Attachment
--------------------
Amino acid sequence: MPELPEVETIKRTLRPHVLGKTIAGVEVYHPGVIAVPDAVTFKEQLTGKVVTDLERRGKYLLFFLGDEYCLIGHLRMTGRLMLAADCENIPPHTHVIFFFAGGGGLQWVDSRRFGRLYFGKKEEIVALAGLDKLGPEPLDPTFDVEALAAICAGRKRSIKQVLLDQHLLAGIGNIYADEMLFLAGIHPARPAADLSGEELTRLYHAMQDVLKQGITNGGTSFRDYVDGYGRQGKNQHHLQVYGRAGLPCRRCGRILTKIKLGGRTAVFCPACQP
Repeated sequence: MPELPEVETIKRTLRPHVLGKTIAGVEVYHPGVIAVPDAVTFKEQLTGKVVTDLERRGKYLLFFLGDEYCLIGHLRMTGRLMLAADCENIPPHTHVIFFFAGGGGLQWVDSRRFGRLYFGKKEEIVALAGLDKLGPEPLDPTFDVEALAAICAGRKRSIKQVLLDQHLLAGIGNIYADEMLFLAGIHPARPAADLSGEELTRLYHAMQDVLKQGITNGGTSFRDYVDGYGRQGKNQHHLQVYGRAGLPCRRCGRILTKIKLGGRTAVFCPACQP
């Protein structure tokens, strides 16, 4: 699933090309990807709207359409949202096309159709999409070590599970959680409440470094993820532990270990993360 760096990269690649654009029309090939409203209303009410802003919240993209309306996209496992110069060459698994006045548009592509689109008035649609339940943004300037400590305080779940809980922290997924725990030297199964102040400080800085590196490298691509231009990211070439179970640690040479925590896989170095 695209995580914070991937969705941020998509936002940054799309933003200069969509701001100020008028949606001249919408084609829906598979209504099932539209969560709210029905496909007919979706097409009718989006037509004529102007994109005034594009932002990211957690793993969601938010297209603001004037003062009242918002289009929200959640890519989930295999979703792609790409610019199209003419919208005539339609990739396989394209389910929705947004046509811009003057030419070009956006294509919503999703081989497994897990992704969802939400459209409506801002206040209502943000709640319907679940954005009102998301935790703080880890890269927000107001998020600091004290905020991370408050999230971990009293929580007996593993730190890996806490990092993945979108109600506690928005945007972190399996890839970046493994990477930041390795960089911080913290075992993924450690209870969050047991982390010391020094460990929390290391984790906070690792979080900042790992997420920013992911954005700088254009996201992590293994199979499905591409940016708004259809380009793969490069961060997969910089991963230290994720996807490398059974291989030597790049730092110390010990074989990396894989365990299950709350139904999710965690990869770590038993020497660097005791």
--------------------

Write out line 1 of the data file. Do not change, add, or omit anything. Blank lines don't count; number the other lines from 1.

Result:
Amino acid sequence: MPELPEVETIKRTLRPHVLGKTIAGVEVYHPGVIAVPDAVTFKEQLTGKVVTDLERRGKYLLFFLGDEYCLIGHLRMTGRLMLAADCENIPPHTHVIFFFAGGGGLQWVDSRRFGRLYFGKKEEIVALAGLDKLGPEPLDPTFDVEALAAICAGRKRSIKQVLLDQHLLAGIGNIYADEMLFLAGIHPARPAADLSGEELTRLYHAMQDVLKQGITNGGTSFRDYVDGYGRQGKNQHHLQVYGRAGLPCRRCGRILTKIKLGGRTAVFCPACQP